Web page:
Woman 'Dragged' From West Virginia Hearing After Listing Lawmakers' Oil And Gas Donors

"Let that guilt about who you’re really working for inform your votes; don’t let the corporate money do it.”

A woman was removed from the West Virginia House of Delegates on Friday after she used her testimony about a fossil fuel-sponsored piece of legislation to list industry donations to state lawmakers.

Lissa Lucas ventured to Charleston to voice her objections to the proposed bill, HB 4268, which would give oil and gas companies the right to drill on private land with the consent of just 75 percent of the landowners. Current law mandates energy companies obtain 100 percent approval before they can develop land, allowing a single person to hold up drilling.

Lucas, also a Democratic candidate for West Virginia’s seventh district, used her testimony to read a list of donations that lawmakers had received from oil and gas companies, information that was publicly available. But shortly into her allotted time, Lucas was ordered to refrain from making “personal comments” about members of the House Judiciary Committee.

“The people who are going to be speaking in favor of this bill are all going to be paid by the industry,” Lucas said, noting that “the people who are going to be voting on this bill are often also paid by the industry.”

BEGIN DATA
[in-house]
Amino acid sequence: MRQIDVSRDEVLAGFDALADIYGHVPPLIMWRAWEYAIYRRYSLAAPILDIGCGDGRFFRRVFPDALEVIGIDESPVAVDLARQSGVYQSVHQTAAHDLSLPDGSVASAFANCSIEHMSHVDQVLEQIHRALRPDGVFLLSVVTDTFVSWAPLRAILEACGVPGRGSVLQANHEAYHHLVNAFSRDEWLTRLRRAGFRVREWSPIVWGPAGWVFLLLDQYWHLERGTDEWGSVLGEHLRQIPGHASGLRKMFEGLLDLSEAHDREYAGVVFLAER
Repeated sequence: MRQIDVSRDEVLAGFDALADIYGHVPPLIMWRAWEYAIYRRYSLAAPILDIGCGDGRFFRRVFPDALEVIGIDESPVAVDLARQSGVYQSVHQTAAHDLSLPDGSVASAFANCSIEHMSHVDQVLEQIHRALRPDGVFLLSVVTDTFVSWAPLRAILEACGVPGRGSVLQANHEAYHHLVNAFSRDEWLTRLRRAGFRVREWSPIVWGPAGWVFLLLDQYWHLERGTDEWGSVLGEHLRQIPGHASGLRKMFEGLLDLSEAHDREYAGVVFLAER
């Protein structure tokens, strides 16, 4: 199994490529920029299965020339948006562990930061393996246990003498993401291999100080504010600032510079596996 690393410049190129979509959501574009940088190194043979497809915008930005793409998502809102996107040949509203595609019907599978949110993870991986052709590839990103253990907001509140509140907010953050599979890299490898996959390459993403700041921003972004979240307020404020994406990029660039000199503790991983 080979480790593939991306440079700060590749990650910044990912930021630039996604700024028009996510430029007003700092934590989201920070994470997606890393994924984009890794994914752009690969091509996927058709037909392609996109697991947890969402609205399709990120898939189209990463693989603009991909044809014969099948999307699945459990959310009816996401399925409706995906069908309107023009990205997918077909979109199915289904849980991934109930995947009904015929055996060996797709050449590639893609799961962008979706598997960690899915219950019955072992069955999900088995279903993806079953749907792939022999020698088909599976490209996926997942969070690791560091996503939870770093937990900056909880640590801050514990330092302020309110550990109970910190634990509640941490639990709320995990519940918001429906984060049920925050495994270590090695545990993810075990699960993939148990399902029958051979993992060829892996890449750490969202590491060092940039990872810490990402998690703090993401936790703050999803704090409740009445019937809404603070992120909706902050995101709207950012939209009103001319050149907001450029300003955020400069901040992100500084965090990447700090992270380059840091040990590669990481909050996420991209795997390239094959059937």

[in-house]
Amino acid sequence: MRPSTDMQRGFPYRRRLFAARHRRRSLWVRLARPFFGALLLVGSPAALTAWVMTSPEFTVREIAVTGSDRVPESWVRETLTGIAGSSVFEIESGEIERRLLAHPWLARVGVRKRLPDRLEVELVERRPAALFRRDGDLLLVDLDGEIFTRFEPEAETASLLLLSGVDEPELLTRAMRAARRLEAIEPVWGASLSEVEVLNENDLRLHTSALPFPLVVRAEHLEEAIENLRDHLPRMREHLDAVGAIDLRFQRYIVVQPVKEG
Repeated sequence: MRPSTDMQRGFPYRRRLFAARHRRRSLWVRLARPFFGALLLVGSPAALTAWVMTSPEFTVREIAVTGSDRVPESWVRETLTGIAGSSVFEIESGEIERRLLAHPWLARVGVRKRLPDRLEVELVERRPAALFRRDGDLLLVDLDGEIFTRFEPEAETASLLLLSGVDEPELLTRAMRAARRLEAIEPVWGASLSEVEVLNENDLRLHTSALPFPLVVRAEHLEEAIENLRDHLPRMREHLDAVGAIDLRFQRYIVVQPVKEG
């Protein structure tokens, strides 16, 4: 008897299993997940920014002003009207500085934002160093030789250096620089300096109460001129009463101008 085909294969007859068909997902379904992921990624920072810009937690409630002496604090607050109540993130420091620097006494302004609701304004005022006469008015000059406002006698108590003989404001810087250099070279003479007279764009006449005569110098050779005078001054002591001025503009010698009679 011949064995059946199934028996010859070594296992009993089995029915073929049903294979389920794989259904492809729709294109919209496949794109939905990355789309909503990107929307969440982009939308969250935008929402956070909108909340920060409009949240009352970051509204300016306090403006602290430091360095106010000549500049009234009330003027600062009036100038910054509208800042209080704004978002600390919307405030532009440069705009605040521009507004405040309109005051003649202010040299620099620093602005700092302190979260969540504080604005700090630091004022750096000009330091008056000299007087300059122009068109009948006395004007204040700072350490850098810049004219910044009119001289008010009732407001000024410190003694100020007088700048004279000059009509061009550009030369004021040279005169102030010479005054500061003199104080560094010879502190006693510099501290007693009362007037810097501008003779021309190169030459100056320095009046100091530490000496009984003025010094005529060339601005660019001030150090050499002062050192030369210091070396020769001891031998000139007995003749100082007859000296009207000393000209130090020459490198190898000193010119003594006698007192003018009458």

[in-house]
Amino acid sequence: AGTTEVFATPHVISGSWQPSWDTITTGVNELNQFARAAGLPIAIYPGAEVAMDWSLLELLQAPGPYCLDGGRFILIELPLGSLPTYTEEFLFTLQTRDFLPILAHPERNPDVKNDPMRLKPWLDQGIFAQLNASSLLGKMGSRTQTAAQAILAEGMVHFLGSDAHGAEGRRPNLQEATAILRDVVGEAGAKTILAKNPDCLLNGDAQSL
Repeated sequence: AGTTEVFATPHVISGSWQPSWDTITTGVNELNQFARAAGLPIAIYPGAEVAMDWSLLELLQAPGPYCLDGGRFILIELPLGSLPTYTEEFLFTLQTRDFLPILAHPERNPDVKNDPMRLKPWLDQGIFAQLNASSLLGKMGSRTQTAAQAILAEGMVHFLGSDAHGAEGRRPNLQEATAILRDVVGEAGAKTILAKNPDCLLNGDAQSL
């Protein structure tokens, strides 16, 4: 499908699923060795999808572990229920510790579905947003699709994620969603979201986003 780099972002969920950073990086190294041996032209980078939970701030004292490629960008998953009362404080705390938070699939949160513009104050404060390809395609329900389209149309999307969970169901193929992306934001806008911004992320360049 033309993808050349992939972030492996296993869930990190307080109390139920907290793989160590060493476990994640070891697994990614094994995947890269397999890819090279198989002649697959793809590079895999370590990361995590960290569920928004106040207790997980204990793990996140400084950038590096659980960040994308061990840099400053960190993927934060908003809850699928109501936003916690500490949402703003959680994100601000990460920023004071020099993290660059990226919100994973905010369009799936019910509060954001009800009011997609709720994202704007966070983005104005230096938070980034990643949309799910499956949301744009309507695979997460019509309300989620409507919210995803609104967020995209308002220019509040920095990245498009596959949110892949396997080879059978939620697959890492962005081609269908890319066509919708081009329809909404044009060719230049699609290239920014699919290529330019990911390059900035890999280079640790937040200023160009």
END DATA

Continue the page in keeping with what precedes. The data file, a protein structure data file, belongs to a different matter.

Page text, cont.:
“I have to keep this short because the public only gets a minute and 45 seconds while lobbyists can throw a gala at the Marriott with whiskey and wine and talk for hours to the delegates,” she added.

As Lucas read the list of donations, her microphone was cut off. She asked the committee to allow her to finish, and when lawmakers refused, she told them to “drag me off.”

West Virginia House of Delegates

“As I tried to give my remarks at the public hearing this morning on HB4268 in defense of our constitutional property rights, I got dragged out of House chambers,” Lucas wrote on her personal blog. “Allow me to point out that if Delegates genuinely think that my talking about who their campaign donors are ― and how much they’re receiving from corporate lobbyists/corporate PACs ― is an ad hominem attack… then they should be refusing those donations.”

The bill was later passed by the committee and will go to the lower House and state Senate for a full vote, where it is expected to pass, Newsweek reported. West Virginia Gov. Jim Justice (R) has said he will sign the bill into law.

Lucas stood by her actions in her blog post, saying lawmakers should feel guilty about these campaign contributions.

“Refuse any donation that, if someone mentions it, makes you feel personally attacked,” she wrote. “Because that’s not an attack. That’s guilt. And you SHOULD be feeling that. Let that guilt about who you’re really working for inform your votes; don’t let the corporate money do it.”

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